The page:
Chauvin expected to file appeal of guilty verdict. But the issues to be raised are up for debate.

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Derek Chauvin trial: Defense presents closing arguments

Defense attorney Eric Nelson argued that Derek Chauvin’s actions were ‘reasonable’ during closing arguments in the trial of the former police officer.

Staff Video, USA TODAY

Now that fired police officer Derek Chauvin has been convicted on all three counts against him, he can still file an appeal. But the odds are not good, considering some 90% of appeals are denied across the United States.

An appeal in the case is a virtual certainty. But what issues Chauvin’s lawyers raise to the appellate court are an open question, according to criminal defense experts. 

The most likely avenue of appeal is the massive publicity given to the case and the judge’s denial of repeated requests by lead defense attorney Eric Nelson to move the case out of Minneapolis or sequester the jury throughout the trial to shield them from any and all news or mention of the case.

Judge Peter Cahill, known as a careful jurist, refused to grant Nelson’s requests — made at the beginning of the court case and throughout the trial, particularly after the fatal shooting in nearby Brooklyn Center of a 20-year-old Black motorist by white officer there. The killing of Daunte Wright just 10 miles from the Chauvin trial sparked ongoing protests and violence throughout the mostly blue-collar, diverse suburb of about 30,000 residents.

Nelson again asked to sequester the jury at the close of the trial after news that Democratic U.S. Rep Maxine Waters of California demanded a guilty verdict and urged more people to protest police violence against Black civilians. 

Waters’ actions upset Cahill, who has on numerous occasions chastised public officials — including after news of the $27 million civil settlement with the city for the Floyd’s family during jury selection — for commenting on the trial or creating news off the case.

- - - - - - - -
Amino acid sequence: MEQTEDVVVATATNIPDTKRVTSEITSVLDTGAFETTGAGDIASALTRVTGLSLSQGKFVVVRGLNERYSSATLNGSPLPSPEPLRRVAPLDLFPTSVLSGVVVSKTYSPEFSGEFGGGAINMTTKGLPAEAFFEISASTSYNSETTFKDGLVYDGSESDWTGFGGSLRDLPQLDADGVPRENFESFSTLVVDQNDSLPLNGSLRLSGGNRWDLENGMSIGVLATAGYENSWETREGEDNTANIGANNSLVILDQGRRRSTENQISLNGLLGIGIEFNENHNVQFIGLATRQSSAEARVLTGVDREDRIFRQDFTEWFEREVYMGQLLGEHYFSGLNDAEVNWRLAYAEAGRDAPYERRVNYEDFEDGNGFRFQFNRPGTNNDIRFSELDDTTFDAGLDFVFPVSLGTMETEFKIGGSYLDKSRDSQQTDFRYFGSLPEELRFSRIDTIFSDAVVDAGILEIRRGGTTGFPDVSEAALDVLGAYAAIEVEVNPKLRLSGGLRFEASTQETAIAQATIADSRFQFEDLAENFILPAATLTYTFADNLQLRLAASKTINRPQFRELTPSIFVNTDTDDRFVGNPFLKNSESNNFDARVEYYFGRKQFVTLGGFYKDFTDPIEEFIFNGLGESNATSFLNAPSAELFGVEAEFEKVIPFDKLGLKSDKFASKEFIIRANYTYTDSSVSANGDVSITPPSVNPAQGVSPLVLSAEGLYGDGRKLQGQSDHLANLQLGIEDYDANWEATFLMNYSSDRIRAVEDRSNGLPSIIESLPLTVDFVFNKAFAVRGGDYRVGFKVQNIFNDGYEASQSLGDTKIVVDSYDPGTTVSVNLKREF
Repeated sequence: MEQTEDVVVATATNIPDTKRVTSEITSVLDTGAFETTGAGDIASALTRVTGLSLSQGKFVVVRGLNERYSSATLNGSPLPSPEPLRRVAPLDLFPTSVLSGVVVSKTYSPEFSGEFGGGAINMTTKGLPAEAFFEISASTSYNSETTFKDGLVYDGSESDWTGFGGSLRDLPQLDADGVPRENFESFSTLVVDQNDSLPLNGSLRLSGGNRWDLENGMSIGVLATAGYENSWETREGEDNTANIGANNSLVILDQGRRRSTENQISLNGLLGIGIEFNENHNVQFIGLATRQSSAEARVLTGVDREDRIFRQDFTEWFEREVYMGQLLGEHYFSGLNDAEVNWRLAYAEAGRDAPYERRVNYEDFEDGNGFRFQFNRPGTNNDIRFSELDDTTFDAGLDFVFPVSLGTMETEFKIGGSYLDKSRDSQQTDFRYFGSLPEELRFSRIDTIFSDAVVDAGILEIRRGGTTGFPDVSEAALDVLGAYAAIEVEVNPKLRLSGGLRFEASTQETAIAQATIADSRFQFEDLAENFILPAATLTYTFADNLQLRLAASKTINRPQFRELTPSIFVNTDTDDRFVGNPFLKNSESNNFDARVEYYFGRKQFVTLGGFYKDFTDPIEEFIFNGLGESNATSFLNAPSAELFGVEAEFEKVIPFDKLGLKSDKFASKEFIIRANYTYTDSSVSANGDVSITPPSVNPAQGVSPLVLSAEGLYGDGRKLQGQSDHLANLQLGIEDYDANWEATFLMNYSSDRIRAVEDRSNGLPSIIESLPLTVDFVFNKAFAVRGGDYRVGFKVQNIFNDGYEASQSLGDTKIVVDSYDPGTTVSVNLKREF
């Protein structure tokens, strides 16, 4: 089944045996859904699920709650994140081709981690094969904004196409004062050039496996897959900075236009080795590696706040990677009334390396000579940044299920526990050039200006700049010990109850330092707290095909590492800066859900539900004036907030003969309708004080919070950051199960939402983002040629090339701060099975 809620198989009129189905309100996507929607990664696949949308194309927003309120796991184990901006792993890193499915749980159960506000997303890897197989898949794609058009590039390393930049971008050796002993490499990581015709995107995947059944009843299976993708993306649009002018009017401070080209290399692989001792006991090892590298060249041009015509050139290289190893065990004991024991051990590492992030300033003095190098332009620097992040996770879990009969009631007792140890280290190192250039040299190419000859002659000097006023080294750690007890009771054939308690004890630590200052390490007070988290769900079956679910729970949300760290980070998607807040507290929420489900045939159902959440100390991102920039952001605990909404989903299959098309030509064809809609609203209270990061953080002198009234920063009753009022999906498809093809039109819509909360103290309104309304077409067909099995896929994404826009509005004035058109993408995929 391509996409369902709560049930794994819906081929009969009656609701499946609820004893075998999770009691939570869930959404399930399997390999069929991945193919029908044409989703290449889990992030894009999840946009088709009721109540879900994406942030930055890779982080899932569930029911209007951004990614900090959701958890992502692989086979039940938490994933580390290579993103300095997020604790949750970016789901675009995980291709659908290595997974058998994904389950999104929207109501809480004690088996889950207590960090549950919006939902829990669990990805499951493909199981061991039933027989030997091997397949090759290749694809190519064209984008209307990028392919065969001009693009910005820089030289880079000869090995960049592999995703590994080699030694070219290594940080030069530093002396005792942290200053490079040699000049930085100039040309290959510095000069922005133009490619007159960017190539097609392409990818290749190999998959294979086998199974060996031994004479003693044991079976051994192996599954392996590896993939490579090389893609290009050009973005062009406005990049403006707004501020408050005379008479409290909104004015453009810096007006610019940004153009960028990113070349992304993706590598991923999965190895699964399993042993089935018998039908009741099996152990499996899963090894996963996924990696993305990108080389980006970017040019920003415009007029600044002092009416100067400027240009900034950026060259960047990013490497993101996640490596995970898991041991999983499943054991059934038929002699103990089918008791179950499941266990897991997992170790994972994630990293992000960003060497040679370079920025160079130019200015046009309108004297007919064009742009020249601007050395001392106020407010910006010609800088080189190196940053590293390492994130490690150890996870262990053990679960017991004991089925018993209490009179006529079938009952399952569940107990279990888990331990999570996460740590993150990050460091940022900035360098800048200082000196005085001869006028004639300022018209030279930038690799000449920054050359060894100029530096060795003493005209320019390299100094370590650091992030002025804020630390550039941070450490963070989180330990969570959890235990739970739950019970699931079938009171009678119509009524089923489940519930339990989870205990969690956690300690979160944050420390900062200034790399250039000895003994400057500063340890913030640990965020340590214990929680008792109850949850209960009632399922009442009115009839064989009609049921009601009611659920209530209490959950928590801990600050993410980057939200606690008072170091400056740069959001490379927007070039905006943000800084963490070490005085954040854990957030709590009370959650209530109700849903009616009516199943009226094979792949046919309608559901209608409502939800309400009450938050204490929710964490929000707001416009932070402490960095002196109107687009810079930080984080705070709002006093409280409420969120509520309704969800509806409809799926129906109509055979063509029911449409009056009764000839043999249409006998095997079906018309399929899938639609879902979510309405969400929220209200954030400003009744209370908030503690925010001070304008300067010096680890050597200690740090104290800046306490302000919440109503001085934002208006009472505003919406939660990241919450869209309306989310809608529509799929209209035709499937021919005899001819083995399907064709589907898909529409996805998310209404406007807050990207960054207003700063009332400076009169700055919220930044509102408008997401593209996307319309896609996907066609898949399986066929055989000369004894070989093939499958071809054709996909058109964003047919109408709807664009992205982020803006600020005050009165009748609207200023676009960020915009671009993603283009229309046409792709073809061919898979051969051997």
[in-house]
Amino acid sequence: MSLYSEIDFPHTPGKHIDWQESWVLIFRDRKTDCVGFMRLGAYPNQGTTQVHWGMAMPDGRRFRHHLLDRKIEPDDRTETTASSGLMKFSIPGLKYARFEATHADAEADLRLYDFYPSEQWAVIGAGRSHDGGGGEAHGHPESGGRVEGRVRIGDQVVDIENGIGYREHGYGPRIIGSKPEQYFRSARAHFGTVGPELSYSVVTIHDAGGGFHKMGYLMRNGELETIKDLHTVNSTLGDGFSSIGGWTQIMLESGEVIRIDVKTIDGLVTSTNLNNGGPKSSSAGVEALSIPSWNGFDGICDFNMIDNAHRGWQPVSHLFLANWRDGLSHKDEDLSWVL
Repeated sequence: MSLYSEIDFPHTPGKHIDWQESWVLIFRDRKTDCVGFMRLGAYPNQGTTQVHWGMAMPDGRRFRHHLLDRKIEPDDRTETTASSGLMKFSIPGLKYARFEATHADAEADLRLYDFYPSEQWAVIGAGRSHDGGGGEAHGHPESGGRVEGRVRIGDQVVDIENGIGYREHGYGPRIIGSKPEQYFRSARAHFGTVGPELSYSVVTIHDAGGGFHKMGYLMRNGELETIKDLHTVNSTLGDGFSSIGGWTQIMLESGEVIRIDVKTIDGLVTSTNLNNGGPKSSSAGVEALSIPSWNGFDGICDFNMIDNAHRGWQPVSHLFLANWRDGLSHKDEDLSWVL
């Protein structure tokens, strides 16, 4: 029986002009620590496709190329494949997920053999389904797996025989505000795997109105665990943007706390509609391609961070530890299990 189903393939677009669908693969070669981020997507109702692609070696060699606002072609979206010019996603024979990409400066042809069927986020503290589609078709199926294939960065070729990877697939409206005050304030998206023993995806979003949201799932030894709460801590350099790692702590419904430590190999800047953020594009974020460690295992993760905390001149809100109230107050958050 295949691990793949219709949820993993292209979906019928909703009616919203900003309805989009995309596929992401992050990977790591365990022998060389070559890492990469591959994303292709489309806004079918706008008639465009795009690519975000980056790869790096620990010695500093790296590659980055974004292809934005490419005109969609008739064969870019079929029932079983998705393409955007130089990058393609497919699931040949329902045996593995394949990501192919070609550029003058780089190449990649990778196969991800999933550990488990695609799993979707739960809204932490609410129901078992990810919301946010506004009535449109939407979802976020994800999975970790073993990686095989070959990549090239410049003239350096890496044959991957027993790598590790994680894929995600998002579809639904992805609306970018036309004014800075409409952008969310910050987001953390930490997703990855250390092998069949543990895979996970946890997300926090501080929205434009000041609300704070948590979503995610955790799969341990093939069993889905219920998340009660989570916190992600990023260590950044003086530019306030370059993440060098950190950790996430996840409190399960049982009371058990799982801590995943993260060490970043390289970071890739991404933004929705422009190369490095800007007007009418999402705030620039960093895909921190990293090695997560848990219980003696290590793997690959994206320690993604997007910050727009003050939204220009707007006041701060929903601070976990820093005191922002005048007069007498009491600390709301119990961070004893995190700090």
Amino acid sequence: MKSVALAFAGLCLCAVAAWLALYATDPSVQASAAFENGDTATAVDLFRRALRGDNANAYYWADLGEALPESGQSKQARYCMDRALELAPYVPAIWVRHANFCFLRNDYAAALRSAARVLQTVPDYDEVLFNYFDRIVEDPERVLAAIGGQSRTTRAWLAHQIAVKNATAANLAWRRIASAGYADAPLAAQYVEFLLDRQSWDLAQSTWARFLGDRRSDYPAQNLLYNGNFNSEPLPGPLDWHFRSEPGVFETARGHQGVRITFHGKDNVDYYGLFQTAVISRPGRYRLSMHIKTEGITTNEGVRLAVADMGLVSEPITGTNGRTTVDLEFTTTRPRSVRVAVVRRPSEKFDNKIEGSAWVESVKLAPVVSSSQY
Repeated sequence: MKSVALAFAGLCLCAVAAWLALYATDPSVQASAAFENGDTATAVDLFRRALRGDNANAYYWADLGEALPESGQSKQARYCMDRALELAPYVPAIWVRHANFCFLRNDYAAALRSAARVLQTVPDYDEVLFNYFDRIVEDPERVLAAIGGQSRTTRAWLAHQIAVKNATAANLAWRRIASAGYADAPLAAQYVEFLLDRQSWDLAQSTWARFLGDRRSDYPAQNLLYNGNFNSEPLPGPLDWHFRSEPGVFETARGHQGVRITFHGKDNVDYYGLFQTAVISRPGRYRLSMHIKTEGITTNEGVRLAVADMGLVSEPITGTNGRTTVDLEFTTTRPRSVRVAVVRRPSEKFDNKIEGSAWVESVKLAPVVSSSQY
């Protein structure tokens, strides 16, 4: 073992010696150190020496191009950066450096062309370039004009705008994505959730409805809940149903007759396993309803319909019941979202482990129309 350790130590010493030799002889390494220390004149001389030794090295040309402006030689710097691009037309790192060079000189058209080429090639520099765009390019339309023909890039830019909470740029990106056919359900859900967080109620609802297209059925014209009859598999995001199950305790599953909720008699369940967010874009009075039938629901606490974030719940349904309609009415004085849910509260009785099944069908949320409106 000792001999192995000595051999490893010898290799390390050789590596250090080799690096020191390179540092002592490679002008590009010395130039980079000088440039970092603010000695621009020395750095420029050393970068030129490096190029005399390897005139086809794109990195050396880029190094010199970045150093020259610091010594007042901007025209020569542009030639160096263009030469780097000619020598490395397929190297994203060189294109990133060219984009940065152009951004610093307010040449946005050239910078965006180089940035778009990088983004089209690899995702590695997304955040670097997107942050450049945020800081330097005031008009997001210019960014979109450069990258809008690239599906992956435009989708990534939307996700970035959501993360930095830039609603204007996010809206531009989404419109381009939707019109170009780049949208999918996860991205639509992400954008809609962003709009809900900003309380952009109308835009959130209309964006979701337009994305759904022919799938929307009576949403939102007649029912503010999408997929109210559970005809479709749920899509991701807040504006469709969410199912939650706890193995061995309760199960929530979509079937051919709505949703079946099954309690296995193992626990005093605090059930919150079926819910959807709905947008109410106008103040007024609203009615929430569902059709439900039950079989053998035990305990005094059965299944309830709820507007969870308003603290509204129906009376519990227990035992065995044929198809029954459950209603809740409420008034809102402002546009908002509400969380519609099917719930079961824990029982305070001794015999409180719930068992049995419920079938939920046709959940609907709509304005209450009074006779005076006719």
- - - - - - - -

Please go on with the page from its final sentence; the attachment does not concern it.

President Joe Biden also said Monday that the evidence at the trial was “overwhelming,” after calling the Floyd family once the jury had been isolated to deliberate.

“I’ve come to know George’s family,” the president told reporters, adding that the Floyd family is going through “pressure and anxiety.”

“They’re a good family,” he said. “And they’re calling for peace and tranquility.”

Biden said he’s praying the verdict the jury returns is “the right verdict, which is – I think it’s overwhelming in my view.” Biden would not clarify what he meant by “overwhelming” or “the right verdict.”

Cahill’s refusals to move or sequester the jury came as little surprise to Ted Sampsell-Jones, an criminal defense appeals attorney and professor in St. Paul, next door to Minneapolis.

“That would have been a huge imposition on the jurors to make them live away from their family for a month,” in addition to missing work, said Sampsell-Jones, who teaches at Mitchell Hamline School of Law in St. Paul. “I don’t think it would really have helped given they would have had to take away their cell phones…then it also would have made it much harder to get a jury,” 

People simply wouldn’t have wanted to serve, he said, and there would have been many more hardship grants to potential jurors during voir dire, which began March 8 and ran through 300-plus men and women before settling on the jury of 14 including two alternates now dismissed.

“It was a totally normal ruling,” Sampsell-Jones said. “But that’s something where defense counsel made the request, probably knowing or anticipating the request would not be granted but giving the defense an issue to appeal.”

Jon J. Lee, also a law professor at the University of Minnesota Law School, agreed the inescapability from news and social media coverage — jurors were not barred from using social media during the trial — was a top target for appeal. Even television shows outside of immense news coverage, such as Saturday Night Live, have highlighted the trial and suggested there was no option but a guilty verdict.

“Part of the concern here,” Lee said, “is that the judge has instructed the jury not to listen to the news. But as Chauvin’s attorney has argued, the collective media coverage of this trial extends well beyond news coverage, and in particular in light of the shooting in Brooklyn Center. I think that was difficult to avoid hearing about for (juror) residents in the area.”